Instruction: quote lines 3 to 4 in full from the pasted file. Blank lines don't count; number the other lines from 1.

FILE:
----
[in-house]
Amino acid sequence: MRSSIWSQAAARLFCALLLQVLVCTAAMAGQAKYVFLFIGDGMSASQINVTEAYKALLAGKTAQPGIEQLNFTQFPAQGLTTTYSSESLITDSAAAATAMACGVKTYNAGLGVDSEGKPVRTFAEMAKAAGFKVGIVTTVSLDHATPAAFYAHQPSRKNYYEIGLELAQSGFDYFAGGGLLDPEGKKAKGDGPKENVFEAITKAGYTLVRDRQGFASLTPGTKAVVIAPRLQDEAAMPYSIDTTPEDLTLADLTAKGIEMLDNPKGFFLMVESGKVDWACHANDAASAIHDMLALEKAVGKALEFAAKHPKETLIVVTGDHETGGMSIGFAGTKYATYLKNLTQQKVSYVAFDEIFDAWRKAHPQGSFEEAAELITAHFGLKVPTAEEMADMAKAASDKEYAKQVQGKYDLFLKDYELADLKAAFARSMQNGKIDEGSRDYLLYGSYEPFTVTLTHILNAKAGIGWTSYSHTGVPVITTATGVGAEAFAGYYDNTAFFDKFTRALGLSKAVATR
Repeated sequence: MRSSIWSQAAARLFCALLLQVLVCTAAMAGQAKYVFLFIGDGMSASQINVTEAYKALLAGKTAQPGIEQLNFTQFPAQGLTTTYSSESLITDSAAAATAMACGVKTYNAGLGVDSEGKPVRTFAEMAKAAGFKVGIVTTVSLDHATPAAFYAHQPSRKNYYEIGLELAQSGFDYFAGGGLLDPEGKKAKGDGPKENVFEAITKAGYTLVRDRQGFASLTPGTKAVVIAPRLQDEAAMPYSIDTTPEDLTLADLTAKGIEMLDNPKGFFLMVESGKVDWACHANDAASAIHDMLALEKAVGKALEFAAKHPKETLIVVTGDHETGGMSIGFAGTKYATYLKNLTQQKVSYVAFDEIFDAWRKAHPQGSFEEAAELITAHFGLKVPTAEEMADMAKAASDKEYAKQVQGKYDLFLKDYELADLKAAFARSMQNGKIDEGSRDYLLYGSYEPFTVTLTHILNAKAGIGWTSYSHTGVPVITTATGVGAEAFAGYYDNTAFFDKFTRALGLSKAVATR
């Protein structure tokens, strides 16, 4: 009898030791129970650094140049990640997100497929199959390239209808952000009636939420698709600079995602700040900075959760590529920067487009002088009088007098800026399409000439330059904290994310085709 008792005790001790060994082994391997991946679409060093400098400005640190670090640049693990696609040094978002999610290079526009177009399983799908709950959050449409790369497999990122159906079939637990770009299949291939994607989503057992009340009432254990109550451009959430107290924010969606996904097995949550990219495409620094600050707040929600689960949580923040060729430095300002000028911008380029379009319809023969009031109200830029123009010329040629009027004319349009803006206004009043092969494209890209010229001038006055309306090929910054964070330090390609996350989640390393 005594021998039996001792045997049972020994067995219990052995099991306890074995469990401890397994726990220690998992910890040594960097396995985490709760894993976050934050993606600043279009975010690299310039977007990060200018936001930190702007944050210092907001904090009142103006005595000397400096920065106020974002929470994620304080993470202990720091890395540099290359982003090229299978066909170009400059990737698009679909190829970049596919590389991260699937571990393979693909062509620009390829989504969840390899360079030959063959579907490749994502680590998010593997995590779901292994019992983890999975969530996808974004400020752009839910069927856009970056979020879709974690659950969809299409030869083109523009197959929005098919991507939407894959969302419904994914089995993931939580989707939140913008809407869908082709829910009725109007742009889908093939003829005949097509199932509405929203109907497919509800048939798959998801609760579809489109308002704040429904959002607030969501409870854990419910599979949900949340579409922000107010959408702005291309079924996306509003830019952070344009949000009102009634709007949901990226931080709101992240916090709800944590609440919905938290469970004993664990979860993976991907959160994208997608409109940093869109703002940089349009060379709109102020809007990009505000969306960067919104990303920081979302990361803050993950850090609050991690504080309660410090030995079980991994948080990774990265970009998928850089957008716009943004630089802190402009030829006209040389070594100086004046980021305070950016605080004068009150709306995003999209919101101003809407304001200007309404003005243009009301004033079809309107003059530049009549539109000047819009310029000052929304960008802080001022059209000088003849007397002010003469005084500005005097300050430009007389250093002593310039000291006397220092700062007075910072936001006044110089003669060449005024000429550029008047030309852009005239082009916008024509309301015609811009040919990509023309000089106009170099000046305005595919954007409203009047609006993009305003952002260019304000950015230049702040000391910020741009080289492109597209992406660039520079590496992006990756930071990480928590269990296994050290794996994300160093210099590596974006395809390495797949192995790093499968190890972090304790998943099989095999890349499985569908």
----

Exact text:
Repeated sequence: MRSSIWSQAAARLFCALLLQVLVCTAAMAGQAKYVFLFIGDGMSASQINVTEAYKALLAGKTAQPGIEQLNFTQFPAQGLTTTYSSESLITDSAAAATAMACGVKTYNAGLGVDSEGKPVRTFAEMAKAAGFKVGIVTTVSLDHATPAAFYAHQPSRKNYYEIGLELAQSGFDYFAGGGLLDPEGKKAKGDGPKENVFEAITKAGYTLVRDRQGFASLTPGTKAVVIAPRLQDEAAMPYSIDTTPEDLTLADLTAKGIEMLDNPKGFFLMVESGKVDWACHANDAASAIHDMLALEKAVGKALEFAAKHPKETLIVVTGDHETGGMSIGFAGTKYATYLKNLTQQKVSYVAFDEIFDAWRKAHPQGSFEEAAELITAHFGLKVPTAEEMADMAKAASDKEYAKQVQGKYDLFLKDYELADLKAAFARSMQNGKIDEGSRDYLLYGSYEPFTVTLTHILNAKAGIGWTSYSHTGVPVITTATGVGAEAFAGYYDNTAFFDKFTRALGLSKAVATR
């Protein structure tokens, strides 16, 4: 009898030791129970650094140049990640997100497929199959390239209808952000009636939420698709600079995602700040900075959760590529920067487009002088009088007098800026399409000439330059904290994310085709 008792005790001790060994082994391997991946679409060093400098400005640190670090640049693990696609040094978002999610290079526009177009399983799908709950959050449409790369497999990122159906079939637990770009299949291939994607989503057992009340009432254990109550451009959430107290924010969606996904097995949550990219495409620094600050707040929600689960949580923040060729430095300002000028911008380029379009319809023969009031109200830029123009010329040629009027004319349009803006206004009043092969494209890209010229001038006055309306090929910054964070330090390609996350989640390393 005594021998039996001792045997049972020994067995219990052995099991306890074995469990401890397994726990220690998992910890040594960097396995985490709760894993976050934050993606600043279009975010690299310039977007990060200018936001930190702007944050210092907001904090009142103006005595000397400096920065106020974002929470994620304080993470202990720091890395540099290359982003090229299978066909170009400059990737698009679909190829970049596919590389991260699937571990393979693909062509620009390829989504969840390899360079030959063959579907490749994502680590998010593997995590779901292994019992983890999975969530996808974004400020752009839910069927856009970056979020879709974690659950969809299409030869083109523009197959929005098919991507939407894959969302419904994914089995993931939580989707939140913008809407869908082709829910009725109007742009889908093939003829005949097509199932509405929203109907497919509800048939798959998801609760579809489109308002704040429904959002607030969501409870854990419910599979949900949340579409922000107010959408702005291309079924996306509003830019952070344009949000009102009634709007949901990226931080709101992240916090709800944590609440919905938290469970004993664990979860993976991907959160994208997608409109940093869109703002940089349009060379709109102020809007990009505000969306960067919104990303920081979302990361803050993950850090609050991690504080309660410090030995079980991994948080990774990265970009998928850089957008716009943004630089802190402009030829006209040389070594100086004046980021305070950016605080004068009150709306995003999209919101101003809407304001200007309404003005243009009301004033079809309107003059530049009549539109000047819009310029000052929304960008802080001022059209000088003849007397002010003469005084500005005097300050430009007389250093002593310039000291006397220092700062007075910072936001006044110089003669060449005024000429550029008047030309852009005239082009916008024509309301015609811009040919990509023309000089106009170099000046305005595919954007409203009047609006993009305003952002260019304000950015230049702040000391910020741009080289492109597209992406660039520079590496992006990756930071990480928590269990296994050290794996994300160093210099590596974006395809390495797949192995790093499968190890972090304790998943099989095999890349499985569908």